As a computer user, one is often encouraged to defragment a disk. Some programs suggest that improvement will be dramatic, and that performance is being seriously damaged by not defragmenting a disk. The fact that Microsoft does supply a defrag routine as part of it operating system does suggest that it is a useful tool to use.
When an operating system writes a file, it tries to write a single continuous stream. If all disk drives had an infinite capacity, this would be a good solution. As disks have limited capacity, and tend to fill up, there will not always be a space large enough to write a file as a continuous stream, and so the operating system will split, or fragment the file. The user will not see any difference, but ultimately, long file will take longer to load, and the system can slow down. Depending on use, it is therefore worth doing periodic defrags on the hard drive.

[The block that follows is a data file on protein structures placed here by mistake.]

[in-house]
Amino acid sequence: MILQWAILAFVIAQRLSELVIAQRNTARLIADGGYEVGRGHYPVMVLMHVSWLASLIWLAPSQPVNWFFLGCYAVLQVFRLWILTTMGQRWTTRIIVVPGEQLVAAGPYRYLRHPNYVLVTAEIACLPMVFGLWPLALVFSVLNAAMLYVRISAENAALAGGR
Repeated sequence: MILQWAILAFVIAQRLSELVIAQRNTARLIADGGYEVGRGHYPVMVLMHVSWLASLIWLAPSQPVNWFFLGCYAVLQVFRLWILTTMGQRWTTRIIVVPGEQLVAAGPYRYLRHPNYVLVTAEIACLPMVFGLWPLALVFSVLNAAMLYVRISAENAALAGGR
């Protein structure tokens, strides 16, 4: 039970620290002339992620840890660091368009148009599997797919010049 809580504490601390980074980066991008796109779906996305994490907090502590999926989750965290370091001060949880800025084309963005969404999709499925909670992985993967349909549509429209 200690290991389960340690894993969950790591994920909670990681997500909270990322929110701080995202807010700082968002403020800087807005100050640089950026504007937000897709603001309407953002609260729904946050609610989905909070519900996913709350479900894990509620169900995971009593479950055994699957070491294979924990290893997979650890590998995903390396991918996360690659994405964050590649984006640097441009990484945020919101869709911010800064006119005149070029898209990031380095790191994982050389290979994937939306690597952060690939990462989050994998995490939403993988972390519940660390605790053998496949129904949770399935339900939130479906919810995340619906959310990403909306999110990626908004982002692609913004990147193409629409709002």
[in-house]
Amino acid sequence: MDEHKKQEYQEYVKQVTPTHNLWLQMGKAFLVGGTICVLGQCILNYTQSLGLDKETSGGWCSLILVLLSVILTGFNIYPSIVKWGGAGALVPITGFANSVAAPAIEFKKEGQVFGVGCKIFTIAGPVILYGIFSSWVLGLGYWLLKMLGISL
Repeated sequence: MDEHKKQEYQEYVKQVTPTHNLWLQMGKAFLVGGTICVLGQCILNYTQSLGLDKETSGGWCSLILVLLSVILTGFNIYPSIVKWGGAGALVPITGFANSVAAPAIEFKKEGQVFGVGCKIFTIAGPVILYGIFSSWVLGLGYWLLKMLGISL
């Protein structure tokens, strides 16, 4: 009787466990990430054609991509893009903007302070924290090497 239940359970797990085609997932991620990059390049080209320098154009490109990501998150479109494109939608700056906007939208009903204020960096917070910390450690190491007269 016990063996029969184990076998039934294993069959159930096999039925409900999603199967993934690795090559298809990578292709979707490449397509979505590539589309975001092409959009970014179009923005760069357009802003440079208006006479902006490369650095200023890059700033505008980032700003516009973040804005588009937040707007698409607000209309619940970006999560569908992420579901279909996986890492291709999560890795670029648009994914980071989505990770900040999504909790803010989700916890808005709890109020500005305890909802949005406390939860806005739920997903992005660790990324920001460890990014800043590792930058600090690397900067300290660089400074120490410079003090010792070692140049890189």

Defrag and data recovery
With any data recovery, it is often much simpler to recover a sequential file rather than a fragmented file. On this basis, it is worth running a defrag program to keep the disk fairly clean. When the program runs, it does move the data from one section of the disk to another, making use of free space, and creating longer streams of free space. Space that has been freed by deleting files, will therefore be re-used. If it is necessary to recover deleted files (and this does not count ones in the recycle bin) and a defrag has been run, the chance of recovery is very limited. If a drive in failing, then running defrag could be very dangerous.
The recommended procedure should always be to run a disk backup, and then defrag the disk. With regular backups, it should not be necessary to have to recover long deleted files. Any deleted file recovery should always be done immediately, ensuring the disk is not used for anything else.